In summary, this study demonstrates that local subcutaneous injection of siRNA targeting the NR1 subunit of the NMDA receptor effectively silences the expression of the NMDA receptor, resulting in significant attenuation of CFA- and formalin-induced nociceptive behaviors. The fact that the siRNA did not induce significant side effects and that it provided an antinociceptive effect for up to 7 days suggests that NR1 siRNA has potential therapeutic value in the treatment of pathologic pain induced or maintained by peripheral nociceptor activity. These results highlight the potential of this technology as a valuable tool for the study of nociceptive processes and the development of new analgesic drugs.
1. Dickenson AH, Chapman V, Green G: The pharmacology of excitatory and inhibitory amino acid-mediated events in the transmission and modulation of pain in the spinal cord. Gen Pharmacol 1997; 28:633–8
2. Dickenson AH, Sullivan AF: Evidence for a role of the NMDA receptor in frequency dependent potentiation of deep rat dorsal horn nociceptive neurons following C fibre stimulation. Neuropharmacology 1987; 26:1235–8
3. Long SK, Smith DAS, Siarey RJ, Evans RH: Effect of 6-cyano-2,3,-dihydroxy-7-nitro-quinoxaline (CNQX) on dorsal root-, NMDA-, kainate-, and quisqualate-mediated depolarization of rat motoneurones in vitro. Br J Pharmacol 1990; 100:850–4
4. Woolf CJ, Costigan M: Transcriptional and post translational plasticity and the generation of inflammatory pain. Proc Natl Acad Sci U S A 1999; 96:7723–30
5. Watkins JC, Evans RH: Excitatory amino acid transmitters. Annu Rev Pharmacol Toxicol 1981; 21:165–204
6. Carlton SM, Hargett GL, Coggeshall RE: Localization and activation of glutamate receptors in unmyelinated axons of rat glabrous skin. Neurosci Lett 1995; 197:25–8
7. Davidson EM, Coggeshall RE, Carlton SM: Peripheral NMDA and non-NMDA glutamate receptors contribute to nociceptive behaviors in the rat formalin test. NeuroReport 1997; 8:941–6
8. Stein C, Millan MJ, Herz A: Unilateral inflammation of the hind paw in rats as a model of prolonged noxious stimulation: Alterations in behavior and nociceptive thresholds. Pharmacol Biochem Behav 1988; 31:445–51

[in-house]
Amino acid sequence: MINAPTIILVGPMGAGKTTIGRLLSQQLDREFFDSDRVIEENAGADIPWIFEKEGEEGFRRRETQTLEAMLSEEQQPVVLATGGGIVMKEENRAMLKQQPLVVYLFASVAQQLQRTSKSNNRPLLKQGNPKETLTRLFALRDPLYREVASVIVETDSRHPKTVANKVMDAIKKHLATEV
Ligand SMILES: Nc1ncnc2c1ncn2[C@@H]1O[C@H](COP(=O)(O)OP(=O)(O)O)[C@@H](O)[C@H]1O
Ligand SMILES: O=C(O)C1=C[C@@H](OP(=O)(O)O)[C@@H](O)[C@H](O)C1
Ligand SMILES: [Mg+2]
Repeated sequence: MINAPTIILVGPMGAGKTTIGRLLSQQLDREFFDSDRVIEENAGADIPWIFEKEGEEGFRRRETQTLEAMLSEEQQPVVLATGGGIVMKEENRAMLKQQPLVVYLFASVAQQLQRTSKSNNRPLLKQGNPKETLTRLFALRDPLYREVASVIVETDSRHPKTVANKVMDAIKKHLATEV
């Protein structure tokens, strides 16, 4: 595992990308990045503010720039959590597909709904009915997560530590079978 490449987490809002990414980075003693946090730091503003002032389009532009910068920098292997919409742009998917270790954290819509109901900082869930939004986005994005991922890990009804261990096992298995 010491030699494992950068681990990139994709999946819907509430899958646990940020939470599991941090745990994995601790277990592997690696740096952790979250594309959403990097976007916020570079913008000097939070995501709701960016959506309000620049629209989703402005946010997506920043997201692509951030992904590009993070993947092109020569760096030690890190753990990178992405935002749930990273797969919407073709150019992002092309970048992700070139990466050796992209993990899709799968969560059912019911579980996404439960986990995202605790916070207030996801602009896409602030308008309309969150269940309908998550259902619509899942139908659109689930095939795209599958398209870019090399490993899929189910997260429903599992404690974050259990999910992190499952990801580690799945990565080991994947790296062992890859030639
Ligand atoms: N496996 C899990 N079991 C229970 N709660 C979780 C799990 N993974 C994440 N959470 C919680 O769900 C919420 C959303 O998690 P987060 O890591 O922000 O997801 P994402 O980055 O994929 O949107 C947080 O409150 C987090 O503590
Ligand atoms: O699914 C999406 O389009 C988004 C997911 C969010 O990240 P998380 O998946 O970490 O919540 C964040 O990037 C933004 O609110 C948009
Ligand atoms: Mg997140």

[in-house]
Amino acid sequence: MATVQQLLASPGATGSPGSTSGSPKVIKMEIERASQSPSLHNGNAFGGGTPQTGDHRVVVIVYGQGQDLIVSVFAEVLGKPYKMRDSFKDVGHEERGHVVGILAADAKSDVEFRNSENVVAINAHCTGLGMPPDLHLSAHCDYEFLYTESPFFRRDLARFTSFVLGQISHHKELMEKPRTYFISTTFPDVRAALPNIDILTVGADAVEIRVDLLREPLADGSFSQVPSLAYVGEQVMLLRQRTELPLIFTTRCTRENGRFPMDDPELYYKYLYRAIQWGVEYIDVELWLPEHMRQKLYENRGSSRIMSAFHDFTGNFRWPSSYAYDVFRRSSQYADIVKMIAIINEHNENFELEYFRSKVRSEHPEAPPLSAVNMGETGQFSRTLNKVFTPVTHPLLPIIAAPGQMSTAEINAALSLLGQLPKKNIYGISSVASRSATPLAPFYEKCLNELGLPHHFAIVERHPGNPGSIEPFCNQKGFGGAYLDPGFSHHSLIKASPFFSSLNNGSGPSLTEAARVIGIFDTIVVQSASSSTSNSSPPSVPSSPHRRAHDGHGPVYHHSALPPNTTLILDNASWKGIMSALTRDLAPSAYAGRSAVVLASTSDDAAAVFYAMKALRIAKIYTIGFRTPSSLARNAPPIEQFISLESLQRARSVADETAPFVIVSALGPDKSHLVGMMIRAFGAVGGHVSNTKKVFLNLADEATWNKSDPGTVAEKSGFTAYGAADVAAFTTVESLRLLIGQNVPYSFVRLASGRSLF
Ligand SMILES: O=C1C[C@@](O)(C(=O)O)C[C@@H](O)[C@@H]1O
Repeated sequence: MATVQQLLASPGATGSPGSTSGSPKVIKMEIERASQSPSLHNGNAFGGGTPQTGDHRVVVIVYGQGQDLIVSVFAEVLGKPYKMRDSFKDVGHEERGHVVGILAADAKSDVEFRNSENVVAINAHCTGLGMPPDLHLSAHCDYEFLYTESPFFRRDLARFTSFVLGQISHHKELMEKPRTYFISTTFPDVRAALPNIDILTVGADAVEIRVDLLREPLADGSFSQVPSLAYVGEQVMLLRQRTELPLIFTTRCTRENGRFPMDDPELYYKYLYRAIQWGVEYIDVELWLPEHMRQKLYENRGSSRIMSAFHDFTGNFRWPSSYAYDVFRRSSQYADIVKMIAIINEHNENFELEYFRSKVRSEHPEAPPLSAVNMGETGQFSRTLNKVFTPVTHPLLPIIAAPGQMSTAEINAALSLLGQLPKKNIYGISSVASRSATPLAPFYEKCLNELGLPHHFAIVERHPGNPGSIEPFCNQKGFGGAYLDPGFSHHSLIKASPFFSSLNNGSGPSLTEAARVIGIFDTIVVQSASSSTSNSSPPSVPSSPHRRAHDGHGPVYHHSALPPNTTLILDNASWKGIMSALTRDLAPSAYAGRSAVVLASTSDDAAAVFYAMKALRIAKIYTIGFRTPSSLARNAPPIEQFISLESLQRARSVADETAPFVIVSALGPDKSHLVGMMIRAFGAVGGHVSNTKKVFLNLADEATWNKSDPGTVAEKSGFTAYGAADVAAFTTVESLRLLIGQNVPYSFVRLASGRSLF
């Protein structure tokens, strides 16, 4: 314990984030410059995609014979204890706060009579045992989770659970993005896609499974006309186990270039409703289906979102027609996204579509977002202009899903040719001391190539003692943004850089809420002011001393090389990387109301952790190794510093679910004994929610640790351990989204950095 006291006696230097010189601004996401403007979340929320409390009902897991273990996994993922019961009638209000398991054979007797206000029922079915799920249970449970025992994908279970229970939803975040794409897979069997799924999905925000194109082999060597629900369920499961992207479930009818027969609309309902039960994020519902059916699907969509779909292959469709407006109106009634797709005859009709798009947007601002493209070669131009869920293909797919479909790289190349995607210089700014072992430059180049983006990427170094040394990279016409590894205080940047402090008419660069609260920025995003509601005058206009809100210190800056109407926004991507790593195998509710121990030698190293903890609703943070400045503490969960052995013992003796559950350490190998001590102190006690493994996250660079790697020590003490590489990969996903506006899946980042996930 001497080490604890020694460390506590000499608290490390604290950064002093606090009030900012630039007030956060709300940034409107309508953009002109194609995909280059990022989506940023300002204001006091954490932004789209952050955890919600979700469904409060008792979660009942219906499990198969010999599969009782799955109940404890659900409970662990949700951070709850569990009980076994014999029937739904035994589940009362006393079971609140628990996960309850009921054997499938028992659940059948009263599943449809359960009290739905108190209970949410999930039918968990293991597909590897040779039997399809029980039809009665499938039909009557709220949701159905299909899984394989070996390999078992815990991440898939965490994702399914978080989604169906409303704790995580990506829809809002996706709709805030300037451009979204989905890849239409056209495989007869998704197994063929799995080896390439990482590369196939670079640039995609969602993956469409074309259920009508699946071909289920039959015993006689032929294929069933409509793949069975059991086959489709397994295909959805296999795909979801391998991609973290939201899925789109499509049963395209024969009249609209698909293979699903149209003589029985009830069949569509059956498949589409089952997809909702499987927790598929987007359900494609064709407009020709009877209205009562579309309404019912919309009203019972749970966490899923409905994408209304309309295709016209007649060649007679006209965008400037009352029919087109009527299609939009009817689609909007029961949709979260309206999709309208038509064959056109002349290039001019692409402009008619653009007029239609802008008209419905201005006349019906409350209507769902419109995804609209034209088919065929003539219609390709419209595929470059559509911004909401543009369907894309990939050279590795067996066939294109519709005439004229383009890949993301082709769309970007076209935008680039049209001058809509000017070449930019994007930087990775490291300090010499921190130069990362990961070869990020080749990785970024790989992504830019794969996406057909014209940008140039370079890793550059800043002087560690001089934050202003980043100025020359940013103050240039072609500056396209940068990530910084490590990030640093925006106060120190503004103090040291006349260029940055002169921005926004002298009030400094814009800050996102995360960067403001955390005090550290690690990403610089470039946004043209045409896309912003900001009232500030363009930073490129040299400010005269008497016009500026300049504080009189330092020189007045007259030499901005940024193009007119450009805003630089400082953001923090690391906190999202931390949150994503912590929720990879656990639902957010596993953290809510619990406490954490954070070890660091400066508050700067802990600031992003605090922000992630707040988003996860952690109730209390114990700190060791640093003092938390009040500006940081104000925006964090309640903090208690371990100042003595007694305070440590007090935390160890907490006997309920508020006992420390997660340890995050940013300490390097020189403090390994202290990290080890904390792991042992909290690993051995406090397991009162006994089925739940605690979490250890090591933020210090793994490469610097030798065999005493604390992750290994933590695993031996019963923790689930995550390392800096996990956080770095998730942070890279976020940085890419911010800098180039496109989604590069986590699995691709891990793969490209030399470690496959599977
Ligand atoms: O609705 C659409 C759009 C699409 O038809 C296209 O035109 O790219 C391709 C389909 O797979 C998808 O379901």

9. Leem JW, Hwang JH, Hwang SJ, Park H, Kim MK, Choi Y: The role of peripheral N-methyl-d-aspartate receptors in Freund's complete adjuvant induced mechanical hyperalgesia in rats. Neurosci Lett 2001; 297:155–8
10. Cull-Candy S, Brickley S, Farrant M: NMDA receptor subunits: Diversity, development, and disease. Curr Opin Neurobiol 2001; 11:327–35
11. Carlton SM, Coggeshall RE: Inflammation-induced changes in peripheral glutamate receptor population. Brain Res 1999; 820:63–70
12. Du J, Zhou S, Coggeshall RE, Carlton SM: N-methyl-d-aspartate-induced excitation and sensitization of normal and inflamed nociceptors. Neuroscience 2003; 118:547–62
13. Fire A, Xu S, Montgomery MK, Kostas SA, Driver SE, Mello CC: Potent and specific genetic interference by double-stranded RNA in Caenorhabditis elegans. Nature 1998; 391:806–11
14. Elbashir SM, Lendeckel W, Tuschl T: RNA interference is mediated by 21- and 22-nucleotide RNAs. Genes Dev 2001; 15:188–200
15. Dorn G, Patel S, Wotherspoon G, Hemmings-Mieszczak M, Barclay J, Natt FJ, Martin P, Bevan S, Fox A, Ganju P, Wishart W, Hall J: siRNA relieves chronic neuropathic pain. Nucleic Acids Res 2004; 32:e49
16. Kawasaki Y, Xu Z-Z, Wang XY, Park JY, Zhuang ZY, Tan PH, Gao YJ, Roy K, Corfas G, Lo EH, Ji RR: Distinct roles of matrix metalloproteases in the early- and late-phase development of neuropathic pain. Nat Med 2008; 14:331–6
17. Luo MC, Zhang DQ, Ma SW, Huang YY, Shuster SJ, Porreca F, Lai J: An efficient intrathecal delivery of small interfering RNA to the spinal cord and peripheral neurons. Mol Pain 2005; 28:1–29
18. Tan PH, Yang LC, Shih HC, Lan KC, Cheng JT: Gene knockdown with intrathecal siRNA of NMDA receptor NR2B subunit reduces formalin-induced nociception in the rat. Gene Ther 2005; 12:59–66
19. Zimmermann M: Ethical guidelines for investigations of experimental pain in conscious animals. Pain 1983; 16:109–10